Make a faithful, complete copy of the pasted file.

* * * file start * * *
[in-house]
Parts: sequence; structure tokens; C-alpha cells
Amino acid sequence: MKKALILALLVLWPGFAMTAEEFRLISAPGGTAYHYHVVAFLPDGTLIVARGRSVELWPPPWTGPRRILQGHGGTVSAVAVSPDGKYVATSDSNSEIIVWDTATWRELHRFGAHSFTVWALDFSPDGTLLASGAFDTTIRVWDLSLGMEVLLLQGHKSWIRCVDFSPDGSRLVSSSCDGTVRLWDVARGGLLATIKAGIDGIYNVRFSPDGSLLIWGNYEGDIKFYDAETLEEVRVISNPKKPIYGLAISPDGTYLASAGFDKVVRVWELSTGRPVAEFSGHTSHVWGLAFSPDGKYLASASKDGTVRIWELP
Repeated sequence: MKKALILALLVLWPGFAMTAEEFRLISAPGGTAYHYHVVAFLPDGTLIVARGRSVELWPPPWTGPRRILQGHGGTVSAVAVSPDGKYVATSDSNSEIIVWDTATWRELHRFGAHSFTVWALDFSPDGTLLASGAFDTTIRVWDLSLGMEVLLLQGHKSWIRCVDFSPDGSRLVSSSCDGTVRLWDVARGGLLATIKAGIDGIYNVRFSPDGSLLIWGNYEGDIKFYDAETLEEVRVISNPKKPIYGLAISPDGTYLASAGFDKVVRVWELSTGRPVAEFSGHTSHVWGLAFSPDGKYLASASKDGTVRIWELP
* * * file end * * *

[in-house]
Parts: sequence; structure tokens; C-alpha cells
Amino acid sequence: MKKALILALLVLWPGFAMTAEEFRLISAPGGTAYHYHVVAFLPDGTLIVARGRSVELWPPPWTGPRRILQGHGGTVSAVAVSPDGKYVATSDSNSEIIVWDTATWRELHRFGAHSFTVWALDFSPDGTLLASGAFDTTIRVWDLSLGMEVLLLQGHKSWIRCVDFSPDGSRLVSSSCDGTVRLWDVARGGLLATIKAGIDGIYNVRFSPDGSLLIWGNYEGDIKFYDAETLEEVRVISNPKKPIYGLAISPDGTYLASAGFDKVVRVWELSTGRPVAEFSGHTSHVWGLAFSPDGKYLASASKDGTVRIWELP
Repeated sequence: MKKALILALLVLWPGFAMTAEEFRLISAPGGTAYHYHVVAFLPDGTLIVARGRSVELWPPPWTGPRRILQGHGGTVSAVAVSPDGKYVATSDSNSEIIVWDTATWRELHRFGAHSFTVWALDFSPDGTLLASGAFDTTIRVWDLSLGMEVLLLQGHKSWIRCVDFSPDGSRLVSSSCDGTVRLWDVARGGLLATIKAGIDGIYNVRFSPDGSLLIWGNYEGDIKFYDAETLEEVRVISNPKKPIYGLAISPDGTYLASAGFDKVVRVWELSTGRPVAEFSGHTSHVWGLAFSPDGKYLASASKDGTVRIWELP